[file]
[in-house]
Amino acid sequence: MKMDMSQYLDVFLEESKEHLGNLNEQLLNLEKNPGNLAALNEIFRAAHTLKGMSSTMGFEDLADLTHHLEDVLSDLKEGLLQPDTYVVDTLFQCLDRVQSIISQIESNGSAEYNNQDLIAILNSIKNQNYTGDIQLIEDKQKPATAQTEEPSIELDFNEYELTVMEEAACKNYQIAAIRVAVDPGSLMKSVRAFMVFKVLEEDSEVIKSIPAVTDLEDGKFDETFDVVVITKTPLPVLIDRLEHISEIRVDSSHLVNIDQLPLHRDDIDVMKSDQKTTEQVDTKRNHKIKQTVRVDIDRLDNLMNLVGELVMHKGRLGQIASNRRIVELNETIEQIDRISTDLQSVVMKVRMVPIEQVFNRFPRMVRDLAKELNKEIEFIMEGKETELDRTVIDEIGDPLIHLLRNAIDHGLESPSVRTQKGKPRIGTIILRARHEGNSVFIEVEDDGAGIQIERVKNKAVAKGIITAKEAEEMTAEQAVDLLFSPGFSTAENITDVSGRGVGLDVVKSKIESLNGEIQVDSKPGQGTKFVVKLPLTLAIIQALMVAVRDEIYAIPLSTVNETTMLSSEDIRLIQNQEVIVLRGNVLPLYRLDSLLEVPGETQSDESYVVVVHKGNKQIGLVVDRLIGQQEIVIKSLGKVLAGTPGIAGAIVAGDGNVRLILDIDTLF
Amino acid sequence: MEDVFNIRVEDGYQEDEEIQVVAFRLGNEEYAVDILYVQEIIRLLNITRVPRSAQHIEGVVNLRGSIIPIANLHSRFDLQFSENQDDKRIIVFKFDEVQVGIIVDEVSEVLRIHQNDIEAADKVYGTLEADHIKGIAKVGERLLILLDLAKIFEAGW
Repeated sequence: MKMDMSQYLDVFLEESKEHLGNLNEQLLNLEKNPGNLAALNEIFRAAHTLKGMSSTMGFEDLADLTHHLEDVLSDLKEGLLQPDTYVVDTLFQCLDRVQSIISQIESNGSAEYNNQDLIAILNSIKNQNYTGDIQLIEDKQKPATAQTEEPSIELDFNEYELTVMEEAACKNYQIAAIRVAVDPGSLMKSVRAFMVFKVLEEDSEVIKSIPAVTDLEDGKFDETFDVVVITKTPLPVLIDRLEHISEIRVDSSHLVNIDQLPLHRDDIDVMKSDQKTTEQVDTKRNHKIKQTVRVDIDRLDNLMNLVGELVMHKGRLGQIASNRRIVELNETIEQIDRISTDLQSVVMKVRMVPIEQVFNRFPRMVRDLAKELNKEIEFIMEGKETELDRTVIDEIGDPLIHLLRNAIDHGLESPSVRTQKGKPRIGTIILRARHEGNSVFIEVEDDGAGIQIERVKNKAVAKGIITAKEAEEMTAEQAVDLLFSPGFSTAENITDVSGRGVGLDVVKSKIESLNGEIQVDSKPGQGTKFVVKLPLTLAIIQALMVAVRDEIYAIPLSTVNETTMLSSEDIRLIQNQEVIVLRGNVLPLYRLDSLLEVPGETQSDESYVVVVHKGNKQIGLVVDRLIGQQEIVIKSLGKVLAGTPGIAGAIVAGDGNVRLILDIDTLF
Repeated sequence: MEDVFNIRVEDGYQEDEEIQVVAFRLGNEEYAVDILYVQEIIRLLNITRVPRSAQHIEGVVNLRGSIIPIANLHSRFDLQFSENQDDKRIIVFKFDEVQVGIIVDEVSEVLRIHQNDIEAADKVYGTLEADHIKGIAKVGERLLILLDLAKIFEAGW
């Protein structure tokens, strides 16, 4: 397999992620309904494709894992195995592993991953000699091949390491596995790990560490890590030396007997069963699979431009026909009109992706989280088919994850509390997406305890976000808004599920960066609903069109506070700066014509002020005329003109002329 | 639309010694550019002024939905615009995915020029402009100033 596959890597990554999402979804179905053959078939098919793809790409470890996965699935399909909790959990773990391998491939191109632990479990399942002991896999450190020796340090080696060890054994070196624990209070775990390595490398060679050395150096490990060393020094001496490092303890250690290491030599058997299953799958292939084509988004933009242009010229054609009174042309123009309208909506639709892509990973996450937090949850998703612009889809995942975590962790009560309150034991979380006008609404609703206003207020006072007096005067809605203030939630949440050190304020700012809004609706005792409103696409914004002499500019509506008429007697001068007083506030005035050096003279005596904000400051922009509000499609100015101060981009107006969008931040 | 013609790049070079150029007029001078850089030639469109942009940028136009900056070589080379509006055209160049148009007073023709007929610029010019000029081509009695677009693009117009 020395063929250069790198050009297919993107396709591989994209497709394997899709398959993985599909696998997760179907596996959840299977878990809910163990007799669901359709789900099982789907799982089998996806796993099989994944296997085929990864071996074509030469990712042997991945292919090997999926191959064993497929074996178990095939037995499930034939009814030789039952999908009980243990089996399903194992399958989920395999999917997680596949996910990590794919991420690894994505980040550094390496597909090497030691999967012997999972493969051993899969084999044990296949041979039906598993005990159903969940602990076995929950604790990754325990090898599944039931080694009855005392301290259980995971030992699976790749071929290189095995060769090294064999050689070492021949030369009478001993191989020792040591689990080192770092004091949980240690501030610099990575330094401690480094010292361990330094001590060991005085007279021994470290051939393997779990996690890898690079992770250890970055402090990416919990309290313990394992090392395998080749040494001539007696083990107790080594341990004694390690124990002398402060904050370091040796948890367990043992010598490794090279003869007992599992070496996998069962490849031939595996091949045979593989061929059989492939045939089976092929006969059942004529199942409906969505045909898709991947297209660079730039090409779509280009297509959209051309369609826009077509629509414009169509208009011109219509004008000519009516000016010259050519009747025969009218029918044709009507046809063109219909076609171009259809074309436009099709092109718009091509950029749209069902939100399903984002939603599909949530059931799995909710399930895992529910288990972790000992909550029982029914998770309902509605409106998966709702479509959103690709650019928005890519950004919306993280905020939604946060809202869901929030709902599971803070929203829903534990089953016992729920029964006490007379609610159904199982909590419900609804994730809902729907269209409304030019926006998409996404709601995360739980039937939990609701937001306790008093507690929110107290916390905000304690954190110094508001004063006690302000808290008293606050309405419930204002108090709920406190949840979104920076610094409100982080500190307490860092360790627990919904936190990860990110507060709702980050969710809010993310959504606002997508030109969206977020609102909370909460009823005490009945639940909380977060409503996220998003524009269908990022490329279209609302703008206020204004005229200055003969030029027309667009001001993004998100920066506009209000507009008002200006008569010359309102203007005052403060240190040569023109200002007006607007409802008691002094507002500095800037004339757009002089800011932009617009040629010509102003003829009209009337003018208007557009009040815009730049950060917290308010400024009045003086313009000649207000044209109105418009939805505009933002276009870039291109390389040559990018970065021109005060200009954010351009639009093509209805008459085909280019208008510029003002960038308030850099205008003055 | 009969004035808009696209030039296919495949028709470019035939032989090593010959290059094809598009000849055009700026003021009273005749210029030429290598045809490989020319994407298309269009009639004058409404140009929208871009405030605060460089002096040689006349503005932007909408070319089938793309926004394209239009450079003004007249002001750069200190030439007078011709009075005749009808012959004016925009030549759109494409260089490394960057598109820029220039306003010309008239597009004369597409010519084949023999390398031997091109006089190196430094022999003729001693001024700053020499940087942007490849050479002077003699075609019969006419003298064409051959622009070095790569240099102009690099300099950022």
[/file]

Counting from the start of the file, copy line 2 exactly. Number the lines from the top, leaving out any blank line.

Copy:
Amino acid sequence: MKMDMSQYLDVFLEESKEHLGNLNEQLLNLEKNPGNLAALNEIFRAAHTLKGMSSTMGFEDLADLTHHLEDVLSDLKEGLLQPDTYVVDTLFQCLDRVQSIISQIESNGSAEYNNQDLIAILNSIKNQNYTGDIQLIEDKQKPATAQTEEPSIELDFNEYELTVMEEAACKNYQIAAIRVAVDPGSLMKSVRAFMVFKVLEEDSEVIKSIPAVTDLEDGKFDETFDVVVITKTPLPVLIDRLEHISEIRVDSSHLVNIDQLPLHRDDIDVMKSDQKTTEQVDTKRNHKIKQTVRVDIDRLDNLMNLVGELVMHKGRLGQIASNRRIVELNETIEQIDRISTDLQSVVMKVRMVPIEQVFNRFPRMVRDLAKELNKEIEFIMEGKETELDRTVIDEIGDPLIHLLRNAIDHGLESPSVRTQKGKPRIGTIILRARHEGNSVFIEVEDDGAGIQIERVKNKAVAKGIITAKEAEEMTAEQAVDLLFSPGFSTAENITDVSGRGVGLDVVKSKIESLNGEIQVDSKPGQGTKFVVKLPLTLAIIQALMVAVRDEIYAIPLSTVNETTMLSSEDIRLIQNQEVIVLRGNVLPLYRLDSLLEVPGETQSDESYVVVVHKGNKQIGLVVDRLIGQQEIVIKSLGKVLAGTPGIAGAIVAGDGNVRLILDIDTLF